The Unsolicited Endorsement: Cyber horror

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by Sayaka Matsuoka

We’ve seen it all before.

Slasher films with a masked maniac, possession movies that always target “vulnerable” women, found-footage flicks, cabin films with the token group of college kids…and let’s not forget the myriad zombie flicks that have spawned from the popularity of gems like 28 Days Later and the more recent television series “The Walking Dead.”

While all of these subgenres boast jewels like the first REC and Cabin in the Woods, there’s a new player on the market and so far, it does not disappoint: cyber horror.

Our lives revolve around technology. Virtual communication dominates through quick snaps, messages or emoticons. With every intimate and minuscule detail of our lives is plastered on social media, it’s unsurprising that technology would be the next step in the horror genre. And there are already a few notable ones.

Unfriended premiered in theaters a couple of weeks ago, and while it may have been overshadowed by instant hits like The Babadook or It Follows, it has proven that it isn’t to be missed. It boasts a 6 out of 10 on IMDB and an 80 percent rating on Rotten Tomatoes, which is generally unheard of for a horror movie. While it may seem corny early on, as it follows a group of cliquish teenagers through their video chat sessions, the film’s fresh take on horror keeps viewers engaged.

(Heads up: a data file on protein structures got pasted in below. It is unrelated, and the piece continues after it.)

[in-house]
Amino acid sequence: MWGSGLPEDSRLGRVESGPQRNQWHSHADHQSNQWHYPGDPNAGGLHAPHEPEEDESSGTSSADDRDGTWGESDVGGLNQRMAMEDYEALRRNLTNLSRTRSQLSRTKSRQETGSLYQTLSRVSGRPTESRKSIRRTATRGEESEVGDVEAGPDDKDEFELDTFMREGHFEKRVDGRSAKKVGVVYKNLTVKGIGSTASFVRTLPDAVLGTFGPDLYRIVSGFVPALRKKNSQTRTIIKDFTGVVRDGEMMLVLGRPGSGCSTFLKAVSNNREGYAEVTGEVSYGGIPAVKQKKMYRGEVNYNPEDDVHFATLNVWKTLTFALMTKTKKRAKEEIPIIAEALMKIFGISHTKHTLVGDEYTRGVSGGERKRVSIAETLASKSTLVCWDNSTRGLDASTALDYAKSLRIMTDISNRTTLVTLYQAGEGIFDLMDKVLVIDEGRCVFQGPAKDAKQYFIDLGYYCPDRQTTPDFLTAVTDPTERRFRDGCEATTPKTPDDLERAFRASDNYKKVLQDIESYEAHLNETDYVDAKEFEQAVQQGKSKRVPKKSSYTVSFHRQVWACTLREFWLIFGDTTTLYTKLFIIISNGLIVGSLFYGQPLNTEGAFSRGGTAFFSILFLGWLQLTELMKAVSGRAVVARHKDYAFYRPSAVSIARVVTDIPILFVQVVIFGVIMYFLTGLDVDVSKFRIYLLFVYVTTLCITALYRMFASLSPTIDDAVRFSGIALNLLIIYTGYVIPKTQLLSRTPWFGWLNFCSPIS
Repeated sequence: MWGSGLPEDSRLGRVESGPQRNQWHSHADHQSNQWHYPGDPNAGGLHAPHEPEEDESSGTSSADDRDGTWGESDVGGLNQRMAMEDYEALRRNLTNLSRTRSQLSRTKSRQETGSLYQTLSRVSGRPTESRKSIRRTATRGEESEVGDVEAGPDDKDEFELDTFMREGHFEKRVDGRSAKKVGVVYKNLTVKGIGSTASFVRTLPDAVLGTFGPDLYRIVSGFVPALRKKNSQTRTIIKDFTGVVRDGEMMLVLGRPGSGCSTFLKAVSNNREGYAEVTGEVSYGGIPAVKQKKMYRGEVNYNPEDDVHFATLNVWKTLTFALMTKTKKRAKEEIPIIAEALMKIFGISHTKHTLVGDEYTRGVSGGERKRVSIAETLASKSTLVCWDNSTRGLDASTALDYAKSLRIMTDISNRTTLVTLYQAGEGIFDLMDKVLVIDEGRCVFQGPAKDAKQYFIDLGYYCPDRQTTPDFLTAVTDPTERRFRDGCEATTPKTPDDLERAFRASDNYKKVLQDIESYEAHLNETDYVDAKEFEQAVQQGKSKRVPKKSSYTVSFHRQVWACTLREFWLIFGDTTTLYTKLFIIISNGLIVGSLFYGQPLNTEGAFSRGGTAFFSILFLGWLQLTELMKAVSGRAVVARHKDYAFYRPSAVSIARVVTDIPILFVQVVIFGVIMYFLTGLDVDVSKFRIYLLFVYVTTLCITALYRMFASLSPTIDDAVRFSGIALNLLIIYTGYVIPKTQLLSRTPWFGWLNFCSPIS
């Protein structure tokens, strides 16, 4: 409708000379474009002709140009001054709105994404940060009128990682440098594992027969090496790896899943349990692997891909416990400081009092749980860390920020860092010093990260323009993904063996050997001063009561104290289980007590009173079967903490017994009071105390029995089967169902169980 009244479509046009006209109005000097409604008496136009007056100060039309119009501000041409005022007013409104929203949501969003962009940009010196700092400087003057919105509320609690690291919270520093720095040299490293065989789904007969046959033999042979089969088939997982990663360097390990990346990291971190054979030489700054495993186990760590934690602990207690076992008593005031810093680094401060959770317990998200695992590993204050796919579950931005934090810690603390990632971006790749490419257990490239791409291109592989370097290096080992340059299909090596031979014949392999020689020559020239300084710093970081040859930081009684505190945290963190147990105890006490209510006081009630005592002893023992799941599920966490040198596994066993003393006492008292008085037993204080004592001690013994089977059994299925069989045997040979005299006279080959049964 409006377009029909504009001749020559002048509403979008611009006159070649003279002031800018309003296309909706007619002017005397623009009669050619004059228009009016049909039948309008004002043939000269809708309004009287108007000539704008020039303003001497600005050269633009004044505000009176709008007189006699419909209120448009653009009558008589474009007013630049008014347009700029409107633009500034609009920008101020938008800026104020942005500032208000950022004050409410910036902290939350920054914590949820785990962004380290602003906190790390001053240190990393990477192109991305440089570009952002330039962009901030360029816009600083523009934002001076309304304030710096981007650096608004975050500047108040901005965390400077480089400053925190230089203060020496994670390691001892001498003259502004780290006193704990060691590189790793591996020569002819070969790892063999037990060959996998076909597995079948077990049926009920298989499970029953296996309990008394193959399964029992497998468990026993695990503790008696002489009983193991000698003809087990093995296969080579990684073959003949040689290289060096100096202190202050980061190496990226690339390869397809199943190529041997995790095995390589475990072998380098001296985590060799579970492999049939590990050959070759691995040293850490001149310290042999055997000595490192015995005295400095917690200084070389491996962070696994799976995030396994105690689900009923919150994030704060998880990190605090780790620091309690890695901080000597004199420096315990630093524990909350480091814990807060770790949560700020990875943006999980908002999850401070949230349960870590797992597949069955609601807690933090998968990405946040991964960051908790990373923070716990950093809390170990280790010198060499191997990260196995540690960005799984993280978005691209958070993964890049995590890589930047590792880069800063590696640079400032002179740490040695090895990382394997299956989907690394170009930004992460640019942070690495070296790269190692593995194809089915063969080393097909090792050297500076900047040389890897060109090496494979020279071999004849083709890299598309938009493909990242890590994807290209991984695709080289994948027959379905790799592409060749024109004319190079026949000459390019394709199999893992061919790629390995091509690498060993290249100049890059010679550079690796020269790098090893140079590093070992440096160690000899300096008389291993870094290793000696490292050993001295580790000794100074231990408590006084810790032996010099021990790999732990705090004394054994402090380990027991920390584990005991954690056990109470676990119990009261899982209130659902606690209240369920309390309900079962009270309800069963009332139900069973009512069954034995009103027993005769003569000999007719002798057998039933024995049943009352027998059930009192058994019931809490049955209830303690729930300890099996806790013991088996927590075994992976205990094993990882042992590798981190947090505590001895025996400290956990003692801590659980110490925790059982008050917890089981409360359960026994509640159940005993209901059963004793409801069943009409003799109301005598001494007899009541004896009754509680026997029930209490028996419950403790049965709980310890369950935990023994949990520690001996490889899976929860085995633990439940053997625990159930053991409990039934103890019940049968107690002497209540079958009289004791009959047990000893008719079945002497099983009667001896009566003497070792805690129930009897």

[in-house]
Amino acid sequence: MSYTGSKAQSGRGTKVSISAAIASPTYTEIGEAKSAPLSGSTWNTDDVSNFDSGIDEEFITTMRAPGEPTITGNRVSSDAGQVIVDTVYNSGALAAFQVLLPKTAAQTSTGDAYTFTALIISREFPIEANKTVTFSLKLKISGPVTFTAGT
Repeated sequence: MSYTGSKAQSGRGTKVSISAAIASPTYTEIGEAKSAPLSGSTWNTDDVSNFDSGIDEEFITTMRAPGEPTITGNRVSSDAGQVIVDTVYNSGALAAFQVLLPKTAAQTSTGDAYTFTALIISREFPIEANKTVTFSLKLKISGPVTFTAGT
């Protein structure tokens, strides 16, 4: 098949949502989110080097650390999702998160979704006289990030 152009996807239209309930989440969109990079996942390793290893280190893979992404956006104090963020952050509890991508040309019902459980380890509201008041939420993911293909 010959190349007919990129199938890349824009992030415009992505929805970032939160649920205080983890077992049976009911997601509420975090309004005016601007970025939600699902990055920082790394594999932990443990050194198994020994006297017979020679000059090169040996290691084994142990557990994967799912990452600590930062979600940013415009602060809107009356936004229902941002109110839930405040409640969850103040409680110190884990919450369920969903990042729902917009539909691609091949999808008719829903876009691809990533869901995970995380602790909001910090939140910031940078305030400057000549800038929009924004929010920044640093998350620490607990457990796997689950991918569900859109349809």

The unfamiliar format of keeping scenes confined to the quick switches between tabs and windows on a computer screen feels claustrophobic at first but ultimately serves as a social commentary on this generation’s everyday life. Rather than being confronted face to face with a physical monster, the battle of wits stays confined within each character’s virtual world. This unseen, untouchable enemy creates an innovative sense of dread that hasn’t been tackled since the first Paranormal Activity. Smart, well acted, and unpredictable, Unfriended offers a good scare as well as a glance into the bizarre social interactions of this generation’s teenagers, which adds to the unease of the film.

The Den, which can be streamed on Netflix, scored even better ratings than Unfriended with a 6.1 out of 10 and another 80 percent Rotten Tomatoes rating.

This film also uses a laptop as a platform through which viewers watch the main protagonist as she engages with random users around the world through a videochatting website similar to Chatroulette. The movie has a voyeuristic quality, with viewers seeing the woman go through her daily life from the viewpoint of her laptop webcam. If you can make it through the first half-hour, the twist at the end is worth the wait.

Technology permeates everything and this new genre takes that vulnerability and turns it on the viewer, creating an authentically terrifying experience that will continue to develop as long as we continue to rely on the virtual world.